"Being John Malkovich" is a metaphysical comic love story about the desire to be someone else and the urge to control another person's thoughts and actions. This maze-like journey, by first-time feature-helmer Spike Jonze and scribe Charlie Kaufman, touches on questions of love, identity, sex, gender and penetration with a playful perverseness few other semi-mainstream productions would ever dare to dabble in.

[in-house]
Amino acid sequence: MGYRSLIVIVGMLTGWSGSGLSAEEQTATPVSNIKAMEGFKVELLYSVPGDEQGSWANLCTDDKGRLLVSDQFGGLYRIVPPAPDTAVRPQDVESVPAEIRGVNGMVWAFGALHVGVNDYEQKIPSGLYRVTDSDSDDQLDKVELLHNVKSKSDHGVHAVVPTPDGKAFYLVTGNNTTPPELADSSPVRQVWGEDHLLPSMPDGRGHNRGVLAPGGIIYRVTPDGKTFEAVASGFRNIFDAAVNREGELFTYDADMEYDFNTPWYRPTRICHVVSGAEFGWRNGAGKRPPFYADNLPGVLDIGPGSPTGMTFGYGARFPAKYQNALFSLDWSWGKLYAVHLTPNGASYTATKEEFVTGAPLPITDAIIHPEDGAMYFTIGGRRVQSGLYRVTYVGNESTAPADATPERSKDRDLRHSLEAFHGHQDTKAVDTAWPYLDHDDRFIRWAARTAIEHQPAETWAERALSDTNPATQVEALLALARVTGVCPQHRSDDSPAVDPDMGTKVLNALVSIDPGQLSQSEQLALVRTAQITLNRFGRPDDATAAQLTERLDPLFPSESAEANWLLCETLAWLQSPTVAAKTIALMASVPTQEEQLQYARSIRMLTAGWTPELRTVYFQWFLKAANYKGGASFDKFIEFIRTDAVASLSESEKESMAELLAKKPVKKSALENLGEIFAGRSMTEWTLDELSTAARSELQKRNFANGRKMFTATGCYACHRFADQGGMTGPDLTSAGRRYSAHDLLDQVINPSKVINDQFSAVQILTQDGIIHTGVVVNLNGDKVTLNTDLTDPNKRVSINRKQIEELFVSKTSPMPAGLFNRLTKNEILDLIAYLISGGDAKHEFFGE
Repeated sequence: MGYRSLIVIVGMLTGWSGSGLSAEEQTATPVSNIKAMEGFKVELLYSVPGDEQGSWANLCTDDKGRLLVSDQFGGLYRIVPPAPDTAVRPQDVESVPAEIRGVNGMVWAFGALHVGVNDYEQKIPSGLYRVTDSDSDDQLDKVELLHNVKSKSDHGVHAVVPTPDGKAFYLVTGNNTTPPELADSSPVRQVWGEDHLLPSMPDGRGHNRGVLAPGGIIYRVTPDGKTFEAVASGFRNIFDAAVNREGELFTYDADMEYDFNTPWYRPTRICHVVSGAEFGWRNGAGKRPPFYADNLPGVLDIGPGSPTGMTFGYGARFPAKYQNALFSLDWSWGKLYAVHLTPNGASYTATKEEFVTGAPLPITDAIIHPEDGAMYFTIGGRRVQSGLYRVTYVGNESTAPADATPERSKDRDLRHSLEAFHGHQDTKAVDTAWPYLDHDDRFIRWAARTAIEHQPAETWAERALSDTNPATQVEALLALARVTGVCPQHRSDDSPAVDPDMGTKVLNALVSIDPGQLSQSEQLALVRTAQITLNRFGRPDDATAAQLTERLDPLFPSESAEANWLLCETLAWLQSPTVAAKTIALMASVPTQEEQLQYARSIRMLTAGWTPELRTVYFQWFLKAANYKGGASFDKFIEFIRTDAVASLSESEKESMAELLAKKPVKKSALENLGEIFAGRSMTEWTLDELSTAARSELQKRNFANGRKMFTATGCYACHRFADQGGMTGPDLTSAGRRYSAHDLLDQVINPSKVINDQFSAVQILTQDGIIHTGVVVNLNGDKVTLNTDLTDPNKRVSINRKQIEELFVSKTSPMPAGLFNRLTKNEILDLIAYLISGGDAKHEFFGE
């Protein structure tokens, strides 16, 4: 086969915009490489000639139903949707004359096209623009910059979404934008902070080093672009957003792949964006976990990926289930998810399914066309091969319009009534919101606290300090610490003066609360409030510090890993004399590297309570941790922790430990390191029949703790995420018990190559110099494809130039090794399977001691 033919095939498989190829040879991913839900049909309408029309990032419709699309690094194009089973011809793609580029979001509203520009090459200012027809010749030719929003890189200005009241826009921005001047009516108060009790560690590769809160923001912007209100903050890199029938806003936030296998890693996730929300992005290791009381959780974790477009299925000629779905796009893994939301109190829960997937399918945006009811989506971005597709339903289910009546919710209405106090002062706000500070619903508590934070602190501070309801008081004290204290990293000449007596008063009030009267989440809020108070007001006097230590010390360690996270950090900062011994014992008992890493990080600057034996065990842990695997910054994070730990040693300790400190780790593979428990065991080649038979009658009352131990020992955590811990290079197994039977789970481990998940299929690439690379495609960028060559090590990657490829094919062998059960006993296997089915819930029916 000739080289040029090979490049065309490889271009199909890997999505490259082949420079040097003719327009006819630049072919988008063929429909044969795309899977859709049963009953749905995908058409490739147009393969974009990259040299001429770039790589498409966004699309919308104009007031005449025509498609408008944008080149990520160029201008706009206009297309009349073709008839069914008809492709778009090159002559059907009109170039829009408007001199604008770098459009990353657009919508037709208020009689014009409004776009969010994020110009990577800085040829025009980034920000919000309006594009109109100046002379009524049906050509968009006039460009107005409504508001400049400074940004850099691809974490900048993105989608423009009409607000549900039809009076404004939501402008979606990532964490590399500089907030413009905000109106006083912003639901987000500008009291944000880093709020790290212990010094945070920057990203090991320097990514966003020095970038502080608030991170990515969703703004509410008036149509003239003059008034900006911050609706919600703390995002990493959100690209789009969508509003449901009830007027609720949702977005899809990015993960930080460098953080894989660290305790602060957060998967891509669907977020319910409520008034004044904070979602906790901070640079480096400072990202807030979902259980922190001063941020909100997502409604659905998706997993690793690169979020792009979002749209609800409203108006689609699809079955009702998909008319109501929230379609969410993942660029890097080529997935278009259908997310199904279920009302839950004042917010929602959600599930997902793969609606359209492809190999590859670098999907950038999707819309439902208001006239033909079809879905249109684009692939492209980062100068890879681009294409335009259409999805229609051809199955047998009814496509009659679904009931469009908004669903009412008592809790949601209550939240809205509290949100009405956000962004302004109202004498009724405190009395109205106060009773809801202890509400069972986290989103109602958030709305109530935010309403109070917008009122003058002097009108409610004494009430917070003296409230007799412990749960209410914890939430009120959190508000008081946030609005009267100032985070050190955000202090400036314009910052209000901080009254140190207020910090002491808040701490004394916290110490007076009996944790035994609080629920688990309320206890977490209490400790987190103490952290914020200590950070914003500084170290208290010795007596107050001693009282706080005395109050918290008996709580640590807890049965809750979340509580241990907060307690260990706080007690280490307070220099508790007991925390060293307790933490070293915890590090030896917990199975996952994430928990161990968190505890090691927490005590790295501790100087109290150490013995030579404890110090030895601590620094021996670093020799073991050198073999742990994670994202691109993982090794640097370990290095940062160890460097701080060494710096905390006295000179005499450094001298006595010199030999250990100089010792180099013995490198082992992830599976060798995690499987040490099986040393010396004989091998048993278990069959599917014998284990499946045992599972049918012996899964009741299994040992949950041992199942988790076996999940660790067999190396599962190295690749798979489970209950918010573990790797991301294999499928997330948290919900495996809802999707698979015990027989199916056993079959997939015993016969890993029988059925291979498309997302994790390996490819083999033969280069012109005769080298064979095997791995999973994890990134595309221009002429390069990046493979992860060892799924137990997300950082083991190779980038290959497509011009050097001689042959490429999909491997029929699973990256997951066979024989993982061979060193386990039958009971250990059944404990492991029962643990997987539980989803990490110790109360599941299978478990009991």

Hot musicvideo and commercials creator Spike Jonze makes a bracingly original entry into the feature-film arena with “Being John Malkovich,” which also marks a no-less-auspicious bow for writer Charlie Kaufman, whose first produced screenplay this is. A metaphysical comic love story about the desire to be someone else and the urge to control another person’s thoughts and actions, this maze-like journey touches on questions of love, identity, sex, gender and penetration with a playful perverseness few other semi-mainstream productions would ever dare to dabble in. Devilishly inventive and so far out there it’s almost off the scale, the film should see smart urban audiences turning out in force but may be too dark and eccentric to conquer a broader marketplace. U.S. opening is set for Oct. 29.While its title might sound bizarre anywhere other than on a docu portrait of the actor, the work itself goes beyond odd, taking its unconventional outlandishness to hilarious, dizzying heights. Yet what makes it so fresh is the decision to treat even the story’s most surreal inventions in real, rather than fantastical terms, placing Kaufman’s peculiar universe in everyday New York City, with characters who register each surprise development as merely another unusual but not incredible crease in the fabric of their lives. At the center of this world is talented but esoteric street puppeteer Craig Schwartz (John Cusack), whose darkly sexual marionette dramas prove unpalatable to most NYC pedestrians. Equally unfulfilling is his marriage to frumpy pet-store staffer Lotte (a startlingly deglamorized Cameron Diaz), whose priorities revolve primarily around kitty litter deliveries and the neuroses of her traumatized chimp, one of a menagerie of animals inhabiting their dingy apartment. Driven by lack of income to find a job, Craig answers an ad for a nimble-fingered filing clerk in offices located on a Manhattan building’s low-ceilinged 7-1/2th floor, which, legend has it, was constructed to ease the stigma suffered by the original owner’s height-challenged inamorata. At orientation, he meets neighboring office employee Maxine (Catherine Keener) and is immediately smitten, but she is far too cool a customer for the love-struck loser. The two colleagues form a business partnership when Craig stumbles on a weird discovery. Behind a cabinet in his office is a sealed door that opens onto a cramped, sticky tunnel. Exploring this, he is sucked into the head of John Malkovich, from where he views the world through the actor’s eyes for precisely 15 minutes before being spat out into a ditch off the New Jersey Turnpike. Before long, Craig and Maxine are charging thrill-starved New Yorkers $200 a pop for entry into this portal to Malkovich’s brain. But complications arise when Lotte takes the trip and is instantly hooked on “the Malkovich ride.” Inside the actor’s skin, Lotte finds a real sense of herself for the first time and begins to consider sex reassignment. Her feelings are further confused when Maxine sets up a date with Malkovich and Lotte is party to her seduction, while Maxine also responds with heightened pleasure to the awareness of a woman’s eyes desiring her through Malkovich’s. As the two women’s unorthodox sexual relationship takes wing, Craig takes matters into his own hands, entering Malkovich’s brain and using his puppeteering skills to take up permanent residence. From within, he completely redirects the now helpless actor’s career and, for a time, finds bliss with Maxine. The beauty of Kaufman’s endlessly resourceful script is not just the originality of its humor but that the ideas never let up. And despite the sheer absurdity of much of it, the story retains its own unique logic. This is due in great part to Jonze’s shrewd decision to focus on the performances and the exhilaratingly paced material, letting the actors and script shine rather than investing heavily in visuals. The director has declined to go the expected route for a musicvid savant of concocting elaborate, slick visuals or heightened atmosphere, instead opting for functional simplicity that, if anything, is often a little drab and underlit. But d.p. Lance Acord — who, like most of the principal technical team, comes from musicvideos and has collaborated frequently with Jonze in the past — perfectly mirrors the material’s tone with his jumpy, manic camerawork, as does Eric Zumbrunnen’s tight editing. Working with actors in fully developed roles for the first time, Jonze draws rich, enjoyable performances from the entire cast. Each character goes through his share of bumps and changes, and the four leads fully embrace the material’s wild spirit. While it takes time to recover from the shock of seeing Diaz so dismally plain, with shapeless outfits and a bad perm, the actress again demonstrates her verve and razor-sharp comic skills as she falls for Maxine, is thwarted by her husband and responds with fierce determination to secure happiness at any price. In the showier role of smart-mouthed, cynical Maxine, Keener she brings plenty of sexy attitude, poise and bite. And the actress ultimately uncovers some softer angles when true love finally finds Maxine. Craig is the kind of edgy, idiosyncratic role Cusack — also dressed-down and with scruffy beard and hair — does best. His nervous energy propels the puppeteer from being an almost Kafkaesque figure in dementia-land to a manipulator and amoral exploiter of the situation to a pitiable, quietly tragic soul in the audaciously twisted, melancholy final act, which is both disturbing and poignant. Malkovich reveals himself to be a terrific sport, taking shots at his own career (almost no one can remember a movie he was in except “that one about the jewel thief”), his screen persona, even his looks and body and, more fancifully, his murky past when Lotte chases Maxine through the various levels of his subconscious. It’s hard to imagine many established actors game enough to allow themselves to be presented in this often questionable way, and equally hard to imagine another name that would fit the conceit so snugly. Malkovich’s aloof, slightly stoned and at times inhuman demeanor makes him elastic enough to be inhabited and gradually taken over. His puppet dance of despair, with Craig pulling the strings from inside, is a classic. Mary Kay Place has some extremely funny scenes as the office receptionist, who chronically mishears everything said to her, as does Orson Bean, as the company’s enigmatic, 105-year-old, sex-obsessed president. Sean Penn and Brad Pitt, among others, pop up in brief, amusing cameos, while Charlie Sheen gets some major laughs, especially when advising the incensed Malkovich not to let go of “the hot, lesbian witch thing.”